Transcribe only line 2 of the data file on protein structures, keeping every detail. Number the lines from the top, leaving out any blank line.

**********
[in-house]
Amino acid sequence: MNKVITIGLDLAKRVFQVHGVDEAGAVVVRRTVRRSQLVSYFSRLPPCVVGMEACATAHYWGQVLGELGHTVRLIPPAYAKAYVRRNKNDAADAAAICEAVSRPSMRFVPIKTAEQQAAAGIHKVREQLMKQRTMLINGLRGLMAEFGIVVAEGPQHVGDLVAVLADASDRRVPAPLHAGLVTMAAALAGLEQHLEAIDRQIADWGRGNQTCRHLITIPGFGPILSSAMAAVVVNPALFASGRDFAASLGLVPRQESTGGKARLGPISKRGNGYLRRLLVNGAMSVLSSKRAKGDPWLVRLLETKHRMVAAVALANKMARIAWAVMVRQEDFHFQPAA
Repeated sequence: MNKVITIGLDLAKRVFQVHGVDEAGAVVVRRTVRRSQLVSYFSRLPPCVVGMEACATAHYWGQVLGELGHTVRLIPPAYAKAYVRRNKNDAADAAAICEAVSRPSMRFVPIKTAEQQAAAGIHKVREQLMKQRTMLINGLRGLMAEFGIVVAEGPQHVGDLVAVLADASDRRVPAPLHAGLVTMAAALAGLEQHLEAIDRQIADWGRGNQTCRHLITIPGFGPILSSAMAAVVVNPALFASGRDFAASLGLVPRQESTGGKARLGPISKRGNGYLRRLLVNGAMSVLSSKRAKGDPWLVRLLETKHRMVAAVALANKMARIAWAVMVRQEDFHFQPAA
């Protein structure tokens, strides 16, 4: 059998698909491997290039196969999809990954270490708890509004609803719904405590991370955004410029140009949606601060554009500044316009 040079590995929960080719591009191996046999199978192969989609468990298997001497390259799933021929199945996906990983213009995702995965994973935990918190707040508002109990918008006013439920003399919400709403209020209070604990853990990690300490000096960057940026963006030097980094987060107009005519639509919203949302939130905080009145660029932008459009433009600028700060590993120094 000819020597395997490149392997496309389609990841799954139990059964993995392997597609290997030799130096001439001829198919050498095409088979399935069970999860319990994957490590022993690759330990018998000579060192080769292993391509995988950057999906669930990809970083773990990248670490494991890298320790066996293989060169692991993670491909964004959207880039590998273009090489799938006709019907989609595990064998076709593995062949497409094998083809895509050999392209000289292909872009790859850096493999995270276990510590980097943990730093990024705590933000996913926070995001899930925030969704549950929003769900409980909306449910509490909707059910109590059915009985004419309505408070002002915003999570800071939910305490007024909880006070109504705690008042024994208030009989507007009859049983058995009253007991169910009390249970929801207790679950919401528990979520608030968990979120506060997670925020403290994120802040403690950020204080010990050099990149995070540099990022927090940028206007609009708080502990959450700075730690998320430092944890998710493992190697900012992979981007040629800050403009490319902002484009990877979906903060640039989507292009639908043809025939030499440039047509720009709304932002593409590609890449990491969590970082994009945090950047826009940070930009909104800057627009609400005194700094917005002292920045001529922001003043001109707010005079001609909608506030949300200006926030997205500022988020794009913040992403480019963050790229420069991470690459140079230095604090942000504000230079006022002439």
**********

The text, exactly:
Amino acid sequence: MNKVITIGLDLAKRVFQVHGVDEAGAVVVRRTVRRSQLVSYFSRLPPCVVGMEACATAHYWGQVLGELGHTVRLIPPAYAKAYVRRNKNDAADAAAICEAVSRPSMRFVPIKTAEQQAAAGIHKVREQLMKQRTMLINGLRGLMAEFGIVVAEGPQHVGDLVAVLADASDRRVPAPLHAGLVTMAAALAGLEQHLEAIDRQIADWGRGNQTCRHLITIPGFGPILSSAMAAVVVNPALFASGRDFAASLGLVPRQESTGGKARLGPISKRGNGYLRRLLVNGAMSVLSSKRAKGDPWLVRLLETKHRMVAAVALANKMARIAWAVMVRQEDFHFQPAA